`Pay parity' changes undermine the morale of city's...


March 30, 2000

`Pay parity' changes undermine the morale of city's firefighters

Mayor Martin O'Malley's attempt to destroy pay parity between city firefighters and police officers, on the grounds that "police officers need to get paid more because their recruitment and retention is difficult," is an insult to the men and women of the Baltimore City Fire Department ("O'Malley's spunkiness raises expectations," editorial, March 12).

City police officers deserve fair pay. But police "recruitment and retention" issues don't make the work of Baltimore's firefighters any less dangerous or worthy of fair compensation.

According to a recent survey, firefighting remains one of the country's most dangerous professions, with about one in every three firefighters injured on the job.

A city police officer's starting salary is already about $9,000 more than a city firefighter's. By attempting to strip firefighters of the fair and equal pay they deserve, the mayor has declared firefighters second-class public servants.

This has done more to lower firefighter morale than the threat of 250 layoffs did a few years ago.

While there are retention issues within the police department, instead of solving the problem by attacking pay parity the mayor should give the department's new command the chance to bring back the pride police rank-and-file once enjoyed.

Increasing police pride may help the situation; breaking firefighters' morale certainly won't.

William V. Taylor


The writer is president of Baltimore City Fire Fighters Local 734

Racetrack would destroy idyllic rural community

I am a resident of Little Orleans, a tiny rural community located in Allegany County. Perhaps 300 families live here, some going back three or four generations, and our way of life is sacred to us.

Recently, we have learned that this all may be lost because a developer wishes to build a multi-million-dollar horse racetrack right here in our community ("Two plans for track in Allegany County to be submitted today," March 2).

This is an area where children are able to go out and ride bikes, go down to the river and explore without fear. Deals are still closed by a handshake and a man's word is good.

The area is well-known for the pristine mountain views, and the fishing that Fifteen Mile Creek has to offer. Wildlife is abundant and the surroundings serene.

There's a campground for those who wish to vacation here and residents have always welcomed them.

I cannot fathom the impact this racetrack will have on our area. I cannot imagine a less appropriate place for heavy traffic, gambling and off-track betting.

The limited water supply in the area cannot possibly support a business of this size -- more than 30 family wells went dry last summer.

It saddens me greatly to realize there are all kinds of agencies to regulate zoning and land-use, but none to preserve a way of life that Little Orleans has to offer.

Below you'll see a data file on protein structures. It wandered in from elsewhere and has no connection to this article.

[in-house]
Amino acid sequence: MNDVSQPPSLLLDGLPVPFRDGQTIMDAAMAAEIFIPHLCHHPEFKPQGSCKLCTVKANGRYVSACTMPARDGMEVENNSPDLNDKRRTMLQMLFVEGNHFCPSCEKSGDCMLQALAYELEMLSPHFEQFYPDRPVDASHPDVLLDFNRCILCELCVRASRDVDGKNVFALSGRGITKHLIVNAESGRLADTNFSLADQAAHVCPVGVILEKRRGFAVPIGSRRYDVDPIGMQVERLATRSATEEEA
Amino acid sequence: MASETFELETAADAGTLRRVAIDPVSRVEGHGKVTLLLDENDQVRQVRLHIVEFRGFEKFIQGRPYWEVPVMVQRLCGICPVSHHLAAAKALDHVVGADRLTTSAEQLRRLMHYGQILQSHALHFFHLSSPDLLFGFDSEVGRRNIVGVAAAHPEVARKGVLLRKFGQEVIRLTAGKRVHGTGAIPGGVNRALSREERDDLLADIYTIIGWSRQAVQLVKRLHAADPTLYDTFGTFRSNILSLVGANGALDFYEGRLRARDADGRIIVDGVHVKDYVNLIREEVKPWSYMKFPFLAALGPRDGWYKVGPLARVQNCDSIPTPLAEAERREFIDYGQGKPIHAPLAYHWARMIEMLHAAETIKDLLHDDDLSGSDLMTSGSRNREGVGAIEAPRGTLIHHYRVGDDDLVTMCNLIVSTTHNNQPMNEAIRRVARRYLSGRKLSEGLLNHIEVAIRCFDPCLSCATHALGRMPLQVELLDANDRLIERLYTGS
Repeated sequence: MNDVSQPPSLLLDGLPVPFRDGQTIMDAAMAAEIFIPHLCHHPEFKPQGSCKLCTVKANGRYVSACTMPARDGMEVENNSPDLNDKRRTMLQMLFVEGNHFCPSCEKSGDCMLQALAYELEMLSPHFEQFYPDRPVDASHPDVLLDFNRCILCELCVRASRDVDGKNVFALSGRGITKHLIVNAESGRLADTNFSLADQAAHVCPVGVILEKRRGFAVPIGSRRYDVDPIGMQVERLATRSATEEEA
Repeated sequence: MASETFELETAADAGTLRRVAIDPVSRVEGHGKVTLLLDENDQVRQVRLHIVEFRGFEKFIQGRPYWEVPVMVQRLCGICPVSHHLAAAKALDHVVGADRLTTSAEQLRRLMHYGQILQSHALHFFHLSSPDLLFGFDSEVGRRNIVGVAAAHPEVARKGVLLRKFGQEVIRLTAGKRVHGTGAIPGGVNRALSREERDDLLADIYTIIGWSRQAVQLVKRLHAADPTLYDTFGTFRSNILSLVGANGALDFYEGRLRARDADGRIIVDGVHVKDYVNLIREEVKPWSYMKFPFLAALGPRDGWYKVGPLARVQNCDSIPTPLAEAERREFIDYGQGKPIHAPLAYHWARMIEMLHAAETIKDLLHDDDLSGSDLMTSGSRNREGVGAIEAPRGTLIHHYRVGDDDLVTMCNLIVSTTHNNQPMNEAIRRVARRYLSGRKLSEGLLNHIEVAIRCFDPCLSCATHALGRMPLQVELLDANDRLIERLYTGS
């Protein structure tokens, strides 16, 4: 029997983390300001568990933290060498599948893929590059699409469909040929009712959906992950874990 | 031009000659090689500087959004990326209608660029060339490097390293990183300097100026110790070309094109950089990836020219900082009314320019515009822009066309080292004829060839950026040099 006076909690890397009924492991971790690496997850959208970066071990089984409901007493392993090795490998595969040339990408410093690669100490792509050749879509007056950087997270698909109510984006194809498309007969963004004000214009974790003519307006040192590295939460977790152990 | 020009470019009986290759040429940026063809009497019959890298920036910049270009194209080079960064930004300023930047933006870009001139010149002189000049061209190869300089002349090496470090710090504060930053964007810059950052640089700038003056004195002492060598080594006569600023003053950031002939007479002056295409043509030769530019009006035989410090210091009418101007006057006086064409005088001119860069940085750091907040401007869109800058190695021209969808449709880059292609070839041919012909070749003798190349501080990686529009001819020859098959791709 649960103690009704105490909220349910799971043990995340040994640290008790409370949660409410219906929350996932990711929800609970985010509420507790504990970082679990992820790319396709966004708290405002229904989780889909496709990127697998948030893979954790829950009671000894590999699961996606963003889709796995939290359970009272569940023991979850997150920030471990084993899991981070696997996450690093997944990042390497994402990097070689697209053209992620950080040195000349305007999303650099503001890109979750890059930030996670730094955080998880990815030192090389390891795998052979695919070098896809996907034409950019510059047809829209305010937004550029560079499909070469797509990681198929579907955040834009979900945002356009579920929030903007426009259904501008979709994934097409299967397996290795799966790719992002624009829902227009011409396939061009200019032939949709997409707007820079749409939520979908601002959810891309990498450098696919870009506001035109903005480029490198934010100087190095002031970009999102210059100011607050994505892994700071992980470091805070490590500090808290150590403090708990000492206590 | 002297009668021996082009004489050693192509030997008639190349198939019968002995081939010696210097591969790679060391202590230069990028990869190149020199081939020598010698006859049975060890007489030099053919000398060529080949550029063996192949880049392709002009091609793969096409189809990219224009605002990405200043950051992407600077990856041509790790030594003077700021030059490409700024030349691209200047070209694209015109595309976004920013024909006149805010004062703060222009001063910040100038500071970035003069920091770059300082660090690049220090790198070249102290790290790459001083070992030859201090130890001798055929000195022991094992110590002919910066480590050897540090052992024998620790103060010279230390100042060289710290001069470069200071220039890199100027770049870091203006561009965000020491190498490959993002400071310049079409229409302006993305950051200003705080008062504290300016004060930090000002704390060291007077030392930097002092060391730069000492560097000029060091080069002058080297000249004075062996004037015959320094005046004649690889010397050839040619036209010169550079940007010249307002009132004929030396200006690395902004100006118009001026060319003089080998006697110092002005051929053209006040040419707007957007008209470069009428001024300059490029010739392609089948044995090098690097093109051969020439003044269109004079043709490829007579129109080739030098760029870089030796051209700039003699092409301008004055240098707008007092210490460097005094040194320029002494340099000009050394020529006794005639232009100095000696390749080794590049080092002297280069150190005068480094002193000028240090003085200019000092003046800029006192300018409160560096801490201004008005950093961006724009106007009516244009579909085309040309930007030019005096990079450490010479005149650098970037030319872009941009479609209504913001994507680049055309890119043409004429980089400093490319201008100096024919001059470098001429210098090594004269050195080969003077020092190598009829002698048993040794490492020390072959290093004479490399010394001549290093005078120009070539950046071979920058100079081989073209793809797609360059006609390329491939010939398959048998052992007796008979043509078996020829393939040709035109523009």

How can this possibly be Smart Growth for Maryland?

Carol L. Whitfield

Little Orleans

Editorial on justice system ignored defendants' rights

It is noteworthy that The Sun's editorial "A silence that kills" (March 19) did not mention that the accused should receive fair trials or use the phrases "unjustly accused," "fair trials," "due process," "fundamental fairness" or "quality representation."

Is this merely an oversight -- or are these issues not a concern?

Stephen E. Harris


The writer is the state's public defender.

Why did report of rape question victim's account?

On March 17 The Sun reported in the "Police Blotter" the following from the Towson Precinct: "Rape: A North Baltimore woman told police she was raped early Wednesday morning . . ."

The other reports were worded without questioning the victims veracity -- i.e. "a thief stole . . ." " a gunman robbed . . ."

Why would a rape account be worded any differently?

Melissa Falen


Clinton's in no position to object to NRA's criticism

President Clinton and his leftist media cohorts have no reason to be upset by recent statements made by the National Rifle Association.

For years, Mr. Clinton has routinely lambasted anyone who didn't support his assault on Second Amendment constitutional rights.

At the same time, he's refused to insist that laws to rein in criminal activity with firearms be vigorously enforced.

It is ironic that Mr. Clinton seeks to exercise boisterously his First Amendment right to criticize his opposition, while denying the same option to his detractors.

The president needs to learn that when the worm turns, it often becomes a snake armed with the venom of truth.

Ronald L. Dowling


Lawsuits aren't the way to regulate gunmakers

In its recent front-page article "Gun maker, U.S. reach agreement" (March 18), The Sun put it perfectly: "Inspired by the settlement reached between the states and the tobacco industry, gun control proponents were taking to the courts to effect changes they could not secure through legislation."

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